In subsequent explanations, Russian Foreign Ministry spokesperson Maria Zakharova held Mr. Obama personally responsible for the degeneration in bilateral ties and singled out Mr. Kerry for praise. Terming Mr. Obama’s advisers “a group of foreign policy losers, bitter and narrow-minded”, she wrote on Facebook, “Out of this group of spoilers, I pity only Kerry. He was not an ally. But he tried to be a professional and maintain his human dignity.”
Ms. Zakharova was alluding to the collapse of a ceasefire that Russia and America sought to enforce in Syria, once in February and again in September, before the current deal among Iran, Turkey and Russia began taking shape. The September ceasefire plan was to have a Joint Implementation Centre of Russia and America that would have coordinated a military campaign against identified jihadi groups. The February ceasefire lasted for a few days; the September one could not even begin. Russia and the U.S accused each other of being responsible for the collapse of the ceasefire. A fact, however, is that the Pentagon was less than enthusiastic about joint operations with Russia, a line Mr. Kerry has been promoting since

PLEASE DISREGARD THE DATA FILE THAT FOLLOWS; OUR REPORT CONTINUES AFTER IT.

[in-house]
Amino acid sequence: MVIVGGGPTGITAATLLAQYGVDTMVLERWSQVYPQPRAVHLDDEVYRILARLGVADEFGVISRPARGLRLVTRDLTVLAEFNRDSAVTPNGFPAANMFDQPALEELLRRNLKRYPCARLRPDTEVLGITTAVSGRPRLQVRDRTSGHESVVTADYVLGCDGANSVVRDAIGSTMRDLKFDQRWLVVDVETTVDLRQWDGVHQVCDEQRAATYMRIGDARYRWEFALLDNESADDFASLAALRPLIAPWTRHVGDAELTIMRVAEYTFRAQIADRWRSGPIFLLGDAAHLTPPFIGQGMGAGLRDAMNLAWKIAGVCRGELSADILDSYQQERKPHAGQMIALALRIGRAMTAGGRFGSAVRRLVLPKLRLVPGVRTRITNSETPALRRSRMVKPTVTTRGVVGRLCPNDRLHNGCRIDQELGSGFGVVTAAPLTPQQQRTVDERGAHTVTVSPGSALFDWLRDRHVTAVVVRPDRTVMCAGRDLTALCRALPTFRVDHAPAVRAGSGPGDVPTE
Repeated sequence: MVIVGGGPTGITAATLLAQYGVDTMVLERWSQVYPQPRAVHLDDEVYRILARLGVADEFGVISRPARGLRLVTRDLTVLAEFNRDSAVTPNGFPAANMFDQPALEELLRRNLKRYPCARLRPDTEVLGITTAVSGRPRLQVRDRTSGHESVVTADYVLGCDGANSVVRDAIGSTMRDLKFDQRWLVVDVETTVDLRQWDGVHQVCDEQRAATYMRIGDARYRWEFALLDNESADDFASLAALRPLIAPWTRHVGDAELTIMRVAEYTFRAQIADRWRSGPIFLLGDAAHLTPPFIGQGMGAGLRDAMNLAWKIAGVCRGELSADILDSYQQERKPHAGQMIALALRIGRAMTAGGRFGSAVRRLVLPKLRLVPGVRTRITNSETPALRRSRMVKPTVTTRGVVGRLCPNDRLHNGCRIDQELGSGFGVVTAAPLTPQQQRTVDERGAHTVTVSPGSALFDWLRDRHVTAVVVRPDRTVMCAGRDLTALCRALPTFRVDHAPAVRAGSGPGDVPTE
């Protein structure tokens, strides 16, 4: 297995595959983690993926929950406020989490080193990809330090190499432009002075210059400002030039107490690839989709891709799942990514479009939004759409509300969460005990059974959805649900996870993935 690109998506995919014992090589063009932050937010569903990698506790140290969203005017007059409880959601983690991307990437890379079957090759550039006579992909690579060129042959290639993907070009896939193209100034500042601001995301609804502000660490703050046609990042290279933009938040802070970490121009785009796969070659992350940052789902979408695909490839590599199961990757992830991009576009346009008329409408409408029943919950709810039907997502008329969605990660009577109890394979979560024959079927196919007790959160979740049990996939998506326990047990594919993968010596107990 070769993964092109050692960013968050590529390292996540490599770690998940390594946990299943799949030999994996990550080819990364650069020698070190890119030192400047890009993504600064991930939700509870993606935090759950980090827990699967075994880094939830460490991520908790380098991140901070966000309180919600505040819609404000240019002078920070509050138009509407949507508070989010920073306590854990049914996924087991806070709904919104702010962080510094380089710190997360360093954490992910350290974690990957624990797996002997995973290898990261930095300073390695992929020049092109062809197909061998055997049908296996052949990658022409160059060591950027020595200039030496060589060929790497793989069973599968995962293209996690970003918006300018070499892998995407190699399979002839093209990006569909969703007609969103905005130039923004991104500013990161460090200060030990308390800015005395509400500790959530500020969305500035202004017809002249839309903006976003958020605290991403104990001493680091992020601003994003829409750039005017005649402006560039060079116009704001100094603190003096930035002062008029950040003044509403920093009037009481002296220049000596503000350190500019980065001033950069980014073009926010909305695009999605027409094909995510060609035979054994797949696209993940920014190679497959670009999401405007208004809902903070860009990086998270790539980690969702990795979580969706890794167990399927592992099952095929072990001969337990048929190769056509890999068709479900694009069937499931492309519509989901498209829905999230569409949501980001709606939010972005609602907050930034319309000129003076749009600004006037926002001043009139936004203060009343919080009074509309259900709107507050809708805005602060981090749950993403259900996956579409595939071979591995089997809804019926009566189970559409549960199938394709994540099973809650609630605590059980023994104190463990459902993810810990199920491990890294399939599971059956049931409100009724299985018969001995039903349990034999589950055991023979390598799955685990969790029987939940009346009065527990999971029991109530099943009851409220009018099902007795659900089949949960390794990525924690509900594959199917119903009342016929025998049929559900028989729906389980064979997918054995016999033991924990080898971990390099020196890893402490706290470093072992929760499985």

late 2015. At the core of the Pentagon’s discomfort with Russia is the fact that the NATO alliance is based on Cold War logic – or the pre-Islamism logic if you will – and the U.S military industrial complex has developed accordingly. Technologies and weapons more suitable for combating non-state actors are now developing at a fast pace but not at the cost of more advanced fighters and missile systems.